Some of the African countries that receive the largest amounts of foreign aid are those with the worst records on gay rights. Many of these same countries also serve as important hubs for the ICT4D ecosystem. Homosexuality is punishable by up to 14 years of imprisonment in the Christian-majority South of Nigeria and death by stoning in the Muslim North. It is also illegal in Kenya, Tanzania, Uganda and Ethiopia, all of whom receive large amounts of foreign aid funding.

Large international organizations, including those working on human rights and social justice, have been slow to find ways of supporting LGBTQ rights, both for stakeholders and for LGBTQ staff working in these areas, even though gays, lesbians and transgendered people are often the most marginalized at all levels of society. Within their organizations, LGBTQ persons often suffer personal and institutional discrimination.

Though Ban Ki-moon announced in July 2014 that the UN would recognize same-sex marriages among staff, allowing them to receive the same benefits as their heterosexual counterparts, in March, Russia demanded that this decision be overturned. Within the UN, the issue is further complicated based on the type of contract awarded to the staff, consultant or intern.

How might ICTs be used to support and protect LGBTQ rights and LGBTQ-identifying populations – including those working within international development organizations and those living in the countries that are recipients of aid and development money? How do ICTs and social media complicate the situation of those working within international development organizations in these countries?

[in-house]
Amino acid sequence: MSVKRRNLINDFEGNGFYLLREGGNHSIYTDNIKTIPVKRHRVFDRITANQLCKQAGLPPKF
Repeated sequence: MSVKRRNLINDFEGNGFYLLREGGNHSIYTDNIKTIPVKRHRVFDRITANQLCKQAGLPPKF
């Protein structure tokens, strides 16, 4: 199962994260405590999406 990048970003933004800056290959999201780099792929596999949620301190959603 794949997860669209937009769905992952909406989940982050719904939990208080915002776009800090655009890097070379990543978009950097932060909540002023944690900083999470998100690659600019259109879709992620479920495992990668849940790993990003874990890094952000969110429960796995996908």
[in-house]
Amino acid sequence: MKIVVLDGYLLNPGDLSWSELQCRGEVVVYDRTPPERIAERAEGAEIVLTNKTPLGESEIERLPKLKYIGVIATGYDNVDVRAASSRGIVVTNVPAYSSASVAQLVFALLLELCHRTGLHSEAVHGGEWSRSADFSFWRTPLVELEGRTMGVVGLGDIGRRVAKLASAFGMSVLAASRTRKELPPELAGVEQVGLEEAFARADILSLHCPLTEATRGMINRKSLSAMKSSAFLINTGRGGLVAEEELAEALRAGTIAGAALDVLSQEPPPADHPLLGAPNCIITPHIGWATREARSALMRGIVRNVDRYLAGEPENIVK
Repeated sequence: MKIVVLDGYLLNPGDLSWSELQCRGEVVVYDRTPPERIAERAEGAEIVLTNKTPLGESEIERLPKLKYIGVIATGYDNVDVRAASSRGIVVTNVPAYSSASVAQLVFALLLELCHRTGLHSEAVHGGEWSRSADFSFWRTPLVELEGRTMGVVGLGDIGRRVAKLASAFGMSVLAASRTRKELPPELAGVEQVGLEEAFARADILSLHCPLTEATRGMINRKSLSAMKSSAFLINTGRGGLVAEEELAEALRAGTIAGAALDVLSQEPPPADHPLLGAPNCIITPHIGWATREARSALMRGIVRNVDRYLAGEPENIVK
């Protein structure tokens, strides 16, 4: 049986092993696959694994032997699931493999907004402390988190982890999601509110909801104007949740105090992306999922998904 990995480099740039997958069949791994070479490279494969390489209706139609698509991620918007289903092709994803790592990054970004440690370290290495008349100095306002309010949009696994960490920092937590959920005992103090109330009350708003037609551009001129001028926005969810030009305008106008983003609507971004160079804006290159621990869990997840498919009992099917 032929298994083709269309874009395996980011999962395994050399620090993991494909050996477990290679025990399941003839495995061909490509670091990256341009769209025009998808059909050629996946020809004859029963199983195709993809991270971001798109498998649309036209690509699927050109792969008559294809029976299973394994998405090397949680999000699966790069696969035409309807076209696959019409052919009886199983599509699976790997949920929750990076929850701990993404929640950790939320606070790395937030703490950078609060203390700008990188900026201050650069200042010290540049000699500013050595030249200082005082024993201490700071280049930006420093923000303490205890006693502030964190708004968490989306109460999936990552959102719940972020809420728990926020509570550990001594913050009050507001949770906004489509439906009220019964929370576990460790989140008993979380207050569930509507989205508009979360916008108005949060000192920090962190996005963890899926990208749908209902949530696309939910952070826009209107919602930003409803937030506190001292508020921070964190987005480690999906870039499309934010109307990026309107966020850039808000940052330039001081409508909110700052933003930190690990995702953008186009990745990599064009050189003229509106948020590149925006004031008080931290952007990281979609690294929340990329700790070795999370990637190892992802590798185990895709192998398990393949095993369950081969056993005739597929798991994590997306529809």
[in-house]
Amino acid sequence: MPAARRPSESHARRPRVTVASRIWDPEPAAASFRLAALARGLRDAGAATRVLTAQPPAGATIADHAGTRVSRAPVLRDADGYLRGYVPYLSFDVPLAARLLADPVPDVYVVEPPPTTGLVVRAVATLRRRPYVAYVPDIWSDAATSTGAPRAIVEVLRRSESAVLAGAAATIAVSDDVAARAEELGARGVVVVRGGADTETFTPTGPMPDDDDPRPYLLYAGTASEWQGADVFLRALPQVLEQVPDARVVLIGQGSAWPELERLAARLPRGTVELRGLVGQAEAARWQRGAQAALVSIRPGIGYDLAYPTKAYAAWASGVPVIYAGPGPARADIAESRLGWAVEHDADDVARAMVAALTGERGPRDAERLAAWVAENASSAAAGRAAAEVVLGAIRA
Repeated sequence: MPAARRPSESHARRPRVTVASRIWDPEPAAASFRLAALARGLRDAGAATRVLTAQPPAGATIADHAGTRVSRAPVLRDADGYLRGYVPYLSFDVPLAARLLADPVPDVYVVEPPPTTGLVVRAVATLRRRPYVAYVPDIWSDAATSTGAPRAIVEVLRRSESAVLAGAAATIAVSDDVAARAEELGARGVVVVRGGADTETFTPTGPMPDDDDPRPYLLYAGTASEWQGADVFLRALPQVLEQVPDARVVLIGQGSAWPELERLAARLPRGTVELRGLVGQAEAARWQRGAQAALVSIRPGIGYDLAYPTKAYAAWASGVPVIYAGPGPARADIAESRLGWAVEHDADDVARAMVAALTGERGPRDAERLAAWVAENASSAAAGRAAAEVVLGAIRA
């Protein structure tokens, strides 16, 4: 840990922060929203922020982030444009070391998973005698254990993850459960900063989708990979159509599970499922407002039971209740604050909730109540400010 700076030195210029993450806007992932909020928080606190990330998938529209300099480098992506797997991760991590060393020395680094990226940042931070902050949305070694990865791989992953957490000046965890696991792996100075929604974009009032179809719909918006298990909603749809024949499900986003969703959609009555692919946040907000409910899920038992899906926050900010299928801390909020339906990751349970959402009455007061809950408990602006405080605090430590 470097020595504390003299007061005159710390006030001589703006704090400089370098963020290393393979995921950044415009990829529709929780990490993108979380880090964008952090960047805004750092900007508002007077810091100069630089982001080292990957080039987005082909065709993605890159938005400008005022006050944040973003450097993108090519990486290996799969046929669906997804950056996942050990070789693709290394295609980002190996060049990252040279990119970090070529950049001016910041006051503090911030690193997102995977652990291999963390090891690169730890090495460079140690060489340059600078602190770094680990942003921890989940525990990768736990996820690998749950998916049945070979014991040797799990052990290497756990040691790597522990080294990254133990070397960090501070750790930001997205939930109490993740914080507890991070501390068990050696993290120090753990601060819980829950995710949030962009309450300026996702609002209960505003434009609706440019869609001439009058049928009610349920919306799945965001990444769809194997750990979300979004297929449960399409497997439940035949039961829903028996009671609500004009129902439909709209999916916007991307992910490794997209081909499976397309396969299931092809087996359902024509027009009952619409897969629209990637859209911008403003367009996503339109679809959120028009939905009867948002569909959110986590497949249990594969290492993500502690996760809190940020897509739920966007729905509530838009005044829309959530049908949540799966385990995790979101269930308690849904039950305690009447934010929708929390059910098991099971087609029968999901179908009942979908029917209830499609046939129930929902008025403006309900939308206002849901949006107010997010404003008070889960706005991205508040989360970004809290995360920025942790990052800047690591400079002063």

Please RSVP now to join us for a discussion with Mala Kumar, author and former UN ICT4D staff; Tania Lee, ICT4D specialist, and Robert Valadez, current UN ICT4D staff; on these and other key questions, including:
  • What are some examples of ICTs and social media working to support LGBTQ populations in various countries?
  • What other kinds of support are needed that could be enhanced via ICTs and social media?
  • What are some of the specific challenges for ICT4D staff that identify as LGBTQ?
  • How have efforts to mainstream LGBTQ issues into development work fared and what have some of the successes and challenges?
  • Are there organizations and programs that are ‘doing it right?’ What can we learn?
  • What steps can we take to create more LGBTQ-friendly organizations, policies and programs?
Please RSVP now to join Technology Salon NYC for a lively discussion! Be sure to arrive early to get a good seat, hot coffee, and morning snacks before we start.
 
ICT4D and LGBTQ Rights
Tuesday, April 21, 2015
9:00-11:00 am
ThoughtWorks
99 Madison Ave, 15th Floor (map)
New York, NY 10016
RSVP is Required for Attendance
 
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About the Technology Salon


The Technology Salonâ„¢ is an intimate, informal, and in person, discussion between information and communication technology experts and international development professionals, with a focus on both:
  • technology's impact on donor-sponsored technical assistance delivery, and
  • private enterprise driven economic development, facilitated by technology.
Our meetings are lively conversations, not boring presentations. Attendance is capped at 30 people - and frank participation with ideas, opinions, and predictions is actively encouraged. 

It's also a great opportunity to meet others motivated to employ technology to solve vexing development problems. Join us today!